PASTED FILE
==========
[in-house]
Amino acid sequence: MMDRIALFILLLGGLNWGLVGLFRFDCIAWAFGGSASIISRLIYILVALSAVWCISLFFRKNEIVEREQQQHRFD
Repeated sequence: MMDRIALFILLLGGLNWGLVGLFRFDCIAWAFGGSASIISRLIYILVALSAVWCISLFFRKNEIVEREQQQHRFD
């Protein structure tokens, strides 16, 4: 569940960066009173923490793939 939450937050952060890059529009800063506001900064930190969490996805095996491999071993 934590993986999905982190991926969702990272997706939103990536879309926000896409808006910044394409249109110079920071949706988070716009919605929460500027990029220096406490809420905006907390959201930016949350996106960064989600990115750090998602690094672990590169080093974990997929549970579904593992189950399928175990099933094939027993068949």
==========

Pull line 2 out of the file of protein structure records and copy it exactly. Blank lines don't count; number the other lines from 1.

Amino acid sequence: MMDRIALFILLLGGLNWGLVGLFRFDCIAWAFGGSASIISRLIYILVALSAVWCISLFFRKNEIVEREQQQHRFD